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Elephant behaviors

Abnormal behaviors in Elephants; Swaying is normally linked to distress

There are some Elephants behaviors that can be said to be natural or stereotypical, but then there are some that are considered to be abnormal. The swaying of an Elephant is something that is often linked to distress, so if you see an Elephant swaying then it’s likely that something is wrong. Other abnormal behaviors in Elephants include:

  • Playing with objects that aren’t toys
  • Obsessively chewing on things
  • Self-mutilation
  • Excessive shaking or twitching
  • Aggression towards people or other animals

However, it has also been noted that some captive elephants sway due to an instinctual need to keep balance. Swaying can also be a sign of physical discomfort, such as when an elephant is experiencing joint pain.

Trunk-in-air behaviour is another sign of distress in elephants. This is when an elephant lifts its trunk up in the air and waves it around, often while making a trumpeting sound. This behaviour is usually only seen when an elephant is severely distressed or agitated.

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Elephant behaviors Elephants in the wild Questions & Answers (FAQs)

Can Elephants swim? They even swim underwater!

Elephants are known to be big and bulky animals. Many people think that they cannot move or swim very well because of just that, their size. However, elephants are excellent swimmers and capable of crossing rivers and even swimming underwater!

The largest ever recorded elephant swim was over 22 miles long and took place in India. The elephant trunk serves as a snorkel while they’re swimming, this helps them to breathe while they are underwater.

While most elephants live on land, there are some that live in swampy areas. These elephants have webbed feet that help them to swim through the water.

Elephants are amazing creatures and it is fascinating to learn about all of the things they can do! It is clear that they are not limited by their size, but rather, they are able to use their abilities to adapt to their environment and survive.

Read on for more amazing facts about why elephants can swim.

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Elephant behaviors Elephants in the wild Questions & Answers (FAQs)

Why do Elephants have big ears? (hint: it goes beyond hearing)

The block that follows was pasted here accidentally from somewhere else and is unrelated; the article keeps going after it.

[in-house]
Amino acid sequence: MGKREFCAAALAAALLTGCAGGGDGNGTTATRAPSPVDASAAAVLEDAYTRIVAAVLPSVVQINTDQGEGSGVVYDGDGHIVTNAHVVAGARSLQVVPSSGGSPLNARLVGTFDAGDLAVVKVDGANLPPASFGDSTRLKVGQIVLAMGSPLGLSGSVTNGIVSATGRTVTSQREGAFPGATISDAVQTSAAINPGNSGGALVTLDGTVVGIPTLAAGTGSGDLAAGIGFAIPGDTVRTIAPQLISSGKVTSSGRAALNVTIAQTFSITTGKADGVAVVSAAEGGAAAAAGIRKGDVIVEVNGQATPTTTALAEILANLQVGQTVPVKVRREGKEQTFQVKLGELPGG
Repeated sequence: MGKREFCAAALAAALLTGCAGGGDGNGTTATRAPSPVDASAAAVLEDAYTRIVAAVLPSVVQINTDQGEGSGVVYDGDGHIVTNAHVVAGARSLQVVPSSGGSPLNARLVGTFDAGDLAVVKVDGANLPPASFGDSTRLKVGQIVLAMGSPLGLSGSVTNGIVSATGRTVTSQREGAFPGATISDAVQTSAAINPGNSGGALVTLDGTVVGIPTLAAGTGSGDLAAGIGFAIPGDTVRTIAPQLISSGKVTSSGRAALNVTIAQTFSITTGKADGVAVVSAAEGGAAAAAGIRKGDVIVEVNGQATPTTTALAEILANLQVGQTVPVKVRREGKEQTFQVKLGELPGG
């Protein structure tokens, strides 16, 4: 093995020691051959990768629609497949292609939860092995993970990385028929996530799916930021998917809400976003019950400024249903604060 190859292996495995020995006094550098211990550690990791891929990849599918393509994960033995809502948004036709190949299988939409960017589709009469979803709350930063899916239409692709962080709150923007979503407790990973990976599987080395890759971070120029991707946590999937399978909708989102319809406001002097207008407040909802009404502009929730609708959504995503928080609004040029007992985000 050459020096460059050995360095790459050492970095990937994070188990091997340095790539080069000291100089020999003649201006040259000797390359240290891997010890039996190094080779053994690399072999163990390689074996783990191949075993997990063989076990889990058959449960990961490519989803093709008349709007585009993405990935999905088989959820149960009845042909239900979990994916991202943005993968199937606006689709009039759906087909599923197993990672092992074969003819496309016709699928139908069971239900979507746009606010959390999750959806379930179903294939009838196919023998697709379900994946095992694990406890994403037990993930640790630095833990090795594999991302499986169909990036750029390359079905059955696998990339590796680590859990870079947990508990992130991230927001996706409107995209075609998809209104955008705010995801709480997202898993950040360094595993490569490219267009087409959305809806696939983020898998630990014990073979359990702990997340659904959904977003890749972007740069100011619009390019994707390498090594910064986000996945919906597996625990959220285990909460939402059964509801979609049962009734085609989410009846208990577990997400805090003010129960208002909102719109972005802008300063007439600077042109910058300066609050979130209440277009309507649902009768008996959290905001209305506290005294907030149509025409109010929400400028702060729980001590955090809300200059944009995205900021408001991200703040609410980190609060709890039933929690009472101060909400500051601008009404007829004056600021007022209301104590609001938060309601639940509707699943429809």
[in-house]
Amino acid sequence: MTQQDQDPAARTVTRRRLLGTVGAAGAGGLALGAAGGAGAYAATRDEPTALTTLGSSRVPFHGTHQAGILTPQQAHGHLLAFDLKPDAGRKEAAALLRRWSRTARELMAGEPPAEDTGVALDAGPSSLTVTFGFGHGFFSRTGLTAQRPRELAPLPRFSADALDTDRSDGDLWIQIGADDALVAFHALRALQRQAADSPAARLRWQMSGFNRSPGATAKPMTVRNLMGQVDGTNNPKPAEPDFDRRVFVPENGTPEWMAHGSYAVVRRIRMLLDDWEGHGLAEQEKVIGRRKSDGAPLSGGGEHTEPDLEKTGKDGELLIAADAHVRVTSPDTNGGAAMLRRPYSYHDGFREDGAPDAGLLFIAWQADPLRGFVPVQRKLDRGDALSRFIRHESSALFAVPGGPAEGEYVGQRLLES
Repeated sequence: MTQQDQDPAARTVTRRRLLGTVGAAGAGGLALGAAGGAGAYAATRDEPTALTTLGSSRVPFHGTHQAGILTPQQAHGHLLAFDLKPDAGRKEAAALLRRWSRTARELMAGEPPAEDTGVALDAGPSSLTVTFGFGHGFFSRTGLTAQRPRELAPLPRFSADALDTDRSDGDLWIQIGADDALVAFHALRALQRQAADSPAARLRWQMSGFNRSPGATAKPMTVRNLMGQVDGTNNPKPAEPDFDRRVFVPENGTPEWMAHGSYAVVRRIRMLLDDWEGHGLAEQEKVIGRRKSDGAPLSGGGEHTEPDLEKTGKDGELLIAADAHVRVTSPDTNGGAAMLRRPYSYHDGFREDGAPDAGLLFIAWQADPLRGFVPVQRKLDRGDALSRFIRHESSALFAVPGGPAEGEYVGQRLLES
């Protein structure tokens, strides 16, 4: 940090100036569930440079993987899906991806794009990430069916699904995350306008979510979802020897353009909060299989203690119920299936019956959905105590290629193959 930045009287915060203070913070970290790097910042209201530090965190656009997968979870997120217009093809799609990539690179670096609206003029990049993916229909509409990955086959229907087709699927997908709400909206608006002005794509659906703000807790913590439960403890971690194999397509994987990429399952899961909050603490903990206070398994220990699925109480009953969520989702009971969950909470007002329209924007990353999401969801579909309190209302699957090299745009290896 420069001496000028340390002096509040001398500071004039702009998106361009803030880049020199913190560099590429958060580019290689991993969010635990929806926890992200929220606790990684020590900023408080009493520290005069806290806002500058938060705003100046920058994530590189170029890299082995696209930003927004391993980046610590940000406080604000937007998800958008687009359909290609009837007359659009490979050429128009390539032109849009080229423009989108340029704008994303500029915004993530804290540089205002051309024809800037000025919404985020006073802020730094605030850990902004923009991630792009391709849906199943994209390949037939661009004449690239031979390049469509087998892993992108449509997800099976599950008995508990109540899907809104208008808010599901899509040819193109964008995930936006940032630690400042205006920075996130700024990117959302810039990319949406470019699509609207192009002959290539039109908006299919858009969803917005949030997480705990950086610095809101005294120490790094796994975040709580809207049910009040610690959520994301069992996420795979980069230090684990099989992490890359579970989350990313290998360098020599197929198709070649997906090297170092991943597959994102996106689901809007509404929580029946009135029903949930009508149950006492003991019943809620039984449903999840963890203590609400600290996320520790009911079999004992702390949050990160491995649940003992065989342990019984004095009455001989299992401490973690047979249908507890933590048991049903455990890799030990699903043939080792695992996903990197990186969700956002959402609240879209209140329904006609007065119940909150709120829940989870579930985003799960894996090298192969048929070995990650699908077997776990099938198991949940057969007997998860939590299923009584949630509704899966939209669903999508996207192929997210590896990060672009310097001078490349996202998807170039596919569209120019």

For an elephant, their huge ears are crucial to their survival beyond only hearing.

The large size of the elephant ears allows them to regulate their body temperature, mainly to drop their body temperature during hot days. Blood vessels in the ear are close to the surface, so when they need to cool down, they flap their ears to create airflow and release heat.

Read on to find out more reasons why the Elephants have such big ears as well as differences in ear size between the different species of Elephants.

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Elephant behaviors Questions & Answers (FAQs)

Elephants Can’t Jump: Here are main the reasons why

Often in cartoons when we were kids, we saw elephants jumping when they were startled or scared. More than often, it also included mice or spiders scaring them (remember Badou from Babar?). Since it involved a mice, it’s quite hard to say that this happened in their natural habitat, a clue to the myth!

Sorry to break it to you – it’s a myth. Elephants can’t jump. And there really isn’t any difference between adult elephants or baby elephants. Neither can jump.

The reason why elephants can’t jump has a lot to do with their anatomy. For starters, elephants are really, really heavy. African elephants weigh in at around an average of 13,000 pounds (5,800 kilograms). That’s about the same as 10 mid-size cars. But it’s not just their weight that makes jumping difficult – it’s also their legs and their history.

Let us walk you through the key reasons why an elephant can’t jump.

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Saving elephants

Everything you need to know about Adopting an Elephant

Most people know that adopting a pet is a great way to help an animal in need, but did you know that you can adopt an elephant? That’s right! By adopting an elephant through a reputable organization, you can help provide for the care and needs of these beautiful creatures.

Here are just a few of the many reasons why you should consider adopting an elephant:

  • Elephants are some of the largest and most majestic creatures on Earth, and they deserve our help.